The data backing the implementation and effectiveness of the Code is impressive aided by the big-ticket matters such as the resolution of Essar Steel by ArcelorMittal in partnership with Nippon Steel Corporation (INR 420 billion) and the resolution of Bhushan Steel by Tata Steel (INR 350 billion). Out of the total 3774 CIRPs admitted, only 221 have been approved with a resolution plan whereas 914 have proceeded towards liquidation. However, it needs to be considered that among the corporate debtors under liquidation, three-fourth were either defunct or brought into the system under the erstwhile insolvency regime and therefore, their economic value had eroded even before they were admitted into CIRP. Thus, a large number of entities under liquidation had no scope of resolution under the Code since its admission into CIRP. Further, around 64% of the admitted claims of the financial creditors were realised in the period between January-March 2020 and overall, 45.96% of the admitted claims have been realised till March 2020. This recovery rate is far better than the recovery rates of other legislations such as SARFAESI. Keeping the above in view, it is submitted that the Government may re-consider the Ordinance and leave it to financial creditors and the corporate debtors to take an informed decision on whether a corporate debtor will need additional efforts to continue doing business or whether it is in the best interest of the economy that the corporate debtor is allowed to be liquidated.
Further, it is submitted that alternative modes of insolvency resolution such as recognising pre-packs and giving pre-packs the legitimacy under the Code is the need of the hour. Pre-packs provide an informal set-up for the resolution of the corporate debtor involving negotiation and finalisation with the creditors as a pre-cursor to the rigorous process stipulated under the Code. This will reduce the time taken to arrive at the resolution of the distressed entity and result in higher returns for the creditors which would be approved by the insolvency courts.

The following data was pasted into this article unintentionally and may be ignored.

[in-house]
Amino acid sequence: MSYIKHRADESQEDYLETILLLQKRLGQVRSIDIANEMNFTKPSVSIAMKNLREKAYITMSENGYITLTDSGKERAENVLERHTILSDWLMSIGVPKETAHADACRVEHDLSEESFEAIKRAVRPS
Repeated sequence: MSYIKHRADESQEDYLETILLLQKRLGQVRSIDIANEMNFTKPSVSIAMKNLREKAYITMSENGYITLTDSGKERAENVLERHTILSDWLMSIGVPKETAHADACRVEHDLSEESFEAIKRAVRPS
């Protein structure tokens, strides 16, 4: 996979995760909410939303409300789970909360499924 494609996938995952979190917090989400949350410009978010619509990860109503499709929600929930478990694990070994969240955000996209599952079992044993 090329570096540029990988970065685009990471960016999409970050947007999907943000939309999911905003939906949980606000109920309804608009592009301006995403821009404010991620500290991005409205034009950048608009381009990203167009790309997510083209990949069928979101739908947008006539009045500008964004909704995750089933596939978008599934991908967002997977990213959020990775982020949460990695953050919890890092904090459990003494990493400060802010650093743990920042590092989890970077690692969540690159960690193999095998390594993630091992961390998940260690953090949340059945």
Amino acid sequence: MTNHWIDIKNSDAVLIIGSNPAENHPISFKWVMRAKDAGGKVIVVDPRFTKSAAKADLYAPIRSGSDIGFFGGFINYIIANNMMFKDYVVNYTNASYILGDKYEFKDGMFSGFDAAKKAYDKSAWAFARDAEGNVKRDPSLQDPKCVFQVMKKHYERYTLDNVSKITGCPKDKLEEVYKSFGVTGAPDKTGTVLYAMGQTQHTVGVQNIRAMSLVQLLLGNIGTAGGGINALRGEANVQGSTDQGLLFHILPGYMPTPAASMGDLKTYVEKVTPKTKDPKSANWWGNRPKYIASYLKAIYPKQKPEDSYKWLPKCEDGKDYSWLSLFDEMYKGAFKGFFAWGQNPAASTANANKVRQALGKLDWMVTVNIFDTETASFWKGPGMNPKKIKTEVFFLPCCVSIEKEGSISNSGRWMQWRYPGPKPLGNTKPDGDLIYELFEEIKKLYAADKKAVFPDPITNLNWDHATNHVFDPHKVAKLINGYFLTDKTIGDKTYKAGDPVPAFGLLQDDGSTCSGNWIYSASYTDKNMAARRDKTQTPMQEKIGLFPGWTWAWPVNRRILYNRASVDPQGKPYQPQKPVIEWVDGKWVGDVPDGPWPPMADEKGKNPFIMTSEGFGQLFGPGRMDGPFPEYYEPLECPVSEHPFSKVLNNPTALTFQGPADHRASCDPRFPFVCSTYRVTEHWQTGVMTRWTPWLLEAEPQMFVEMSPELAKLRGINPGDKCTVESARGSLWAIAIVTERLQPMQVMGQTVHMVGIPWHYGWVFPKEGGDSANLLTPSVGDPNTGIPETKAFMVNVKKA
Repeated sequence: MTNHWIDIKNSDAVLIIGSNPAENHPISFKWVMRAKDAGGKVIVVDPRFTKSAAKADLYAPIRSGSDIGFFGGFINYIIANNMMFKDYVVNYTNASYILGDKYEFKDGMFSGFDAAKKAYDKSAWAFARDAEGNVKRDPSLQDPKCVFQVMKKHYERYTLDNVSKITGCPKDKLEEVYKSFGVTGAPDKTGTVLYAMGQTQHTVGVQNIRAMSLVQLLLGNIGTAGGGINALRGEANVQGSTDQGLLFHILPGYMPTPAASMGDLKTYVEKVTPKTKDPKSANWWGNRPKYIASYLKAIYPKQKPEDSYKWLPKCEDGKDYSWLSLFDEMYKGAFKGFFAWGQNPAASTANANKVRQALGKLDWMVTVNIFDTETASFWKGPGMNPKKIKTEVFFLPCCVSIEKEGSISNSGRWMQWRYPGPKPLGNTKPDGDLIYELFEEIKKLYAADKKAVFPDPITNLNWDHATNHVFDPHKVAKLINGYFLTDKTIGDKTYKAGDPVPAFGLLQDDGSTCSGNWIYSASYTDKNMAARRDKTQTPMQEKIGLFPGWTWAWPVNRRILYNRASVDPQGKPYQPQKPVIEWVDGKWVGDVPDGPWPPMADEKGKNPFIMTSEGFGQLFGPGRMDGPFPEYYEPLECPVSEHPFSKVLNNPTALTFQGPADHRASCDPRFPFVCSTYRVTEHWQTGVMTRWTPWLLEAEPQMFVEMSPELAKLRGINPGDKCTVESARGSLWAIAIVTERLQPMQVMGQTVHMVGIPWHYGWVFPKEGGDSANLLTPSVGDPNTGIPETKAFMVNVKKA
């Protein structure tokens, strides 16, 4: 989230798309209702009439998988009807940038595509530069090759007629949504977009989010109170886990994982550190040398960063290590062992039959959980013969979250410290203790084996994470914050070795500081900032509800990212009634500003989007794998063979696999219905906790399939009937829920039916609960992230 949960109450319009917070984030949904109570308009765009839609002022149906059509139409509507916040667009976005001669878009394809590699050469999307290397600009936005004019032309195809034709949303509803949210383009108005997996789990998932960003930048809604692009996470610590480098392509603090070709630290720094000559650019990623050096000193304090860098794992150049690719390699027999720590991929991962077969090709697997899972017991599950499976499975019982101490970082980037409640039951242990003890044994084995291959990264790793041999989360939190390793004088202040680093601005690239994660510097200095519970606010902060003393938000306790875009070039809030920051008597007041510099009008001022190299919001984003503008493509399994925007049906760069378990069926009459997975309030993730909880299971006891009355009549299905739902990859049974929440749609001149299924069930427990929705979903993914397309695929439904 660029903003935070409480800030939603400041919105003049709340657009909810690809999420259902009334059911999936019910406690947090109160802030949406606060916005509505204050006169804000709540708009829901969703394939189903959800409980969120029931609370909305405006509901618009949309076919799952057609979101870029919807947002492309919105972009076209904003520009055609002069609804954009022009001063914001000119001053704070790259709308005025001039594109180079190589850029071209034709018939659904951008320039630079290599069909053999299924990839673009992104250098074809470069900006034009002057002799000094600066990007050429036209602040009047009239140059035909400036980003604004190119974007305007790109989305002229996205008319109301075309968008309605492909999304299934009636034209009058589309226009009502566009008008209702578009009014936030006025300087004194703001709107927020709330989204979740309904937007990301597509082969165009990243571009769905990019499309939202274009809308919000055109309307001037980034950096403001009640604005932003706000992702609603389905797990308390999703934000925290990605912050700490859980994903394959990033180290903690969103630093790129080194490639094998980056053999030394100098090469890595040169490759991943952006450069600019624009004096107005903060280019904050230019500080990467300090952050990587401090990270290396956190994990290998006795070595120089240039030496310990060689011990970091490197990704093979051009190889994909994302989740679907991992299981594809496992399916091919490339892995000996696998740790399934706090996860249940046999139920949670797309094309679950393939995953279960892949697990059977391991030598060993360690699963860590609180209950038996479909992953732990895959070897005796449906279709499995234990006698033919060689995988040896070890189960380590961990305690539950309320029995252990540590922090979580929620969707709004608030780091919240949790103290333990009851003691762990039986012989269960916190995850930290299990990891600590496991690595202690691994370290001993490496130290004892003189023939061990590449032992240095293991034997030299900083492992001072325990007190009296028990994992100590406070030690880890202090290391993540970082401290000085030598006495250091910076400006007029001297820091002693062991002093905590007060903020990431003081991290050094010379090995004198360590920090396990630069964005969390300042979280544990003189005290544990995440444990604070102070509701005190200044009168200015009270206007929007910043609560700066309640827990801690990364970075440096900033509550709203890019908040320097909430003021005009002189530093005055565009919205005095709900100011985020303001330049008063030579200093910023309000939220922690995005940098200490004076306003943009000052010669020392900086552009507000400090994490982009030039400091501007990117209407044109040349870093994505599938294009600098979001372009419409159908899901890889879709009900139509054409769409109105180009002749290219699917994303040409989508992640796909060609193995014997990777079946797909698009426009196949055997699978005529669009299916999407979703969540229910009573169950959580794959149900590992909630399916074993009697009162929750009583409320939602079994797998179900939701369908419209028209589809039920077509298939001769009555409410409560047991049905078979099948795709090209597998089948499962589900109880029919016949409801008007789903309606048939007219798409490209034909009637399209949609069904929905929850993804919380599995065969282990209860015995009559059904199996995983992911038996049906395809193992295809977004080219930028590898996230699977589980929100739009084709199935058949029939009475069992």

The role of the insolvency courts in approving a pre-pack is limited to compliance of the pre-pack process without questioning the business judgement of the creditors. Further, the limited role of the insolvency courts, will ensure that during these uncertain times when courts and tribunals in India are not operating on a regular basis, the resolution process continues without any further delay and reduce the backlog. The guidelines for pre-packs should be detailed taking into account the interests of all secured as well as unsecured financial and trade creditors and prevent fraudulent transactions.
The Code has brought about a tremendous amount of discipline and governance in the Indian corporate world as compared to the pre-Code era. Stakeholders are recognizing contractual liabilities, keeping its creditors informed, paying trade creditors on time, among others. The Code in its infancy has become the “key” to unlock the benefits arising out of efficient use of capital. Keeping the above in mind, it is strongly recommended that rather than the suspension of the Code, it could have been preferable to initiate some of the steps mentioned above to ensure that India has a stronger insolvency resolution regime which will be able to deal with the anticipated increase in business failures at the end of this pandemic. For further information, please contact: Souvik Ganguly, Partner, Acuity Law email@example.com